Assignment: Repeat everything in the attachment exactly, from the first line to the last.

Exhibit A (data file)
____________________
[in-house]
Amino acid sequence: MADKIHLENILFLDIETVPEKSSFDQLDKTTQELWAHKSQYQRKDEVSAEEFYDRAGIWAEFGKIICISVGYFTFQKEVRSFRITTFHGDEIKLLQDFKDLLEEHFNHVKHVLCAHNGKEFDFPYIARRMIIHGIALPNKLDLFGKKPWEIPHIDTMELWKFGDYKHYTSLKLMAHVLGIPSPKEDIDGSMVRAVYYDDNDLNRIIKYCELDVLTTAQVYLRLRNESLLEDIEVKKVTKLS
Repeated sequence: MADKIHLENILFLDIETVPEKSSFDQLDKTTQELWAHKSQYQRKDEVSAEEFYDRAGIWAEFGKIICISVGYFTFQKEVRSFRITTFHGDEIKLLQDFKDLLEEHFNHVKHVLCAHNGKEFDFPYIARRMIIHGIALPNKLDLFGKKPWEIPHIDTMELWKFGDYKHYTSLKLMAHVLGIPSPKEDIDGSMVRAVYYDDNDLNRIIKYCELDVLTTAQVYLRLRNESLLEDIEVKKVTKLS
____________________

[in-house]
Amino acid sequence: MADKIHLENILFLDIETVPEKSSFDQLDKTTQELWAHKSQYQRKDEVSAEEFYDRAGIWAEFGKIICISVGYFTFQKEVRSFRITTFHGDEIKLLQDFKDLLEEHFNHVKHVLCAHNGKEFDFPYIARRMIIHGIALPNKLDLFGKKPWEIPHIDTMELWKFGDYKHYTSLKLMAHVLGIPSPKEDIDGSMVRAVYYDDNDLNRIIKYCELDVLTTAQVYLRLRNESLLEDIEVKKVTKLS
Repeated sequence: MADKIHLENILFLDIETVPEKSSFDQLDKTTQELWAHKSQYQRKDEVSAEEFYDRAGIWAEFGKIICISVGYFTFQKEVRSFRITTFHGDEIKLLQDFKDLLEEHFNHVKHVLCAHNGKEFDFPYIARRMIIHGIALPNKLDLFGKKPWEIPHIDTMELWKFGDYKHYTSLKLMAHVLGIPSPKEDIDGSMVRAVYYDDNDLNRIIKYCELDVLTTAQVYLRLRNESLLEDIEVKKVTKLS